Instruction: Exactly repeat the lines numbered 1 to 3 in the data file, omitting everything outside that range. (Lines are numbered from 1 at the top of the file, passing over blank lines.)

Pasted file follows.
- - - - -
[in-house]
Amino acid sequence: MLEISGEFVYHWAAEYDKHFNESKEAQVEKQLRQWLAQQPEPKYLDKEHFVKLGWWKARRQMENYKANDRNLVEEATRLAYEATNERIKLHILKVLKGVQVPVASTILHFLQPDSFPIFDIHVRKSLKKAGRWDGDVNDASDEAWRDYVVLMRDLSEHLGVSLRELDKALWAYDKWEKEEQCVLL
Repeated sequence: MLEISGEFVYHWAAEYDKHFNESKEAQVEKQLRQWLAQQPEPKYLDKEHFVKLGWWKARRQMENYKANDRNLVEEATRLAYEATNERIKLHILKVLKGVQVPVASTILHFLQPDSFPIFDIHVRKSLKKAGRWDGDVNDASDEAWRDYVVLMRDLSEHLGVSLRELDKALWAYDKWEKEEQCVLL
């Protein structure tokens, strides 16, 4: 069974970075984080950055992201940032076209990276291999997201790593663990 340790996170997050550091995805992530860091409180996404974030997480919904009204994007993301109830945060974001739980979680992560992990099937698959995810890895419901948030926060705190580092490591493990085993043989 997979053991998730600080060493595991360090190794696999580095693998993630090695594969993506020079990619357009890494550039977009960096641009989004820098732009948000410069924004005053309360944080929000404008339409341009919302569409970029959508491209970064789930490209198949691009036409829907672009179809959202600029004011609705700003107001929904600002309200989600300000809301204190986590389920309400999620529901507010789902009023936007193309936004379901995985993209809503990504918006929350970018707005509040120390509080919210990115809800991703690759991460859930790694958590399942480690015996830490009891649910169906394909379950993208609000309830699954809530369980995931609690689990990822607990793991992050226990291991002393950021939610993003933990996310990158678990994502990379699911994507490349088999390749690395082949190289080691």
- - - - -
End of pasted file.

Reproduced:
[in-house]
Amino acid sequence: MLEISGEFVYHWAAEYDKHFNESKEAQVEKQLRQWLAQQPEPKYLDKEHFVKLGWWKARRQMENYKANDRNLVEEATRLAYEATNERIKLHILKVLKGVQVPVASTILHFLQPDSFPIFDIHVRKSLKKAGRWDGDVNDASDEAWRDYVVLMRDLSEHLGVSLRELDKALWAYDKWEKEEQCVLL
Repeated sequence: MLEISGEFVYHWAAEYDKHFNESKEAQVEKQLRQWLAQQPEPKYLDKEHFVKLGWWKARRQMENYKANDRNLVEEATRLAYEATNERIKLHILKVLKGVQVPVASTILHFLQPDSFPIFDIHVRKSLKKAGRWDGDVNDASDEAWRDYVVLMRDLSEHLGVSLRELDKALWAYDKWEKEEQCVLL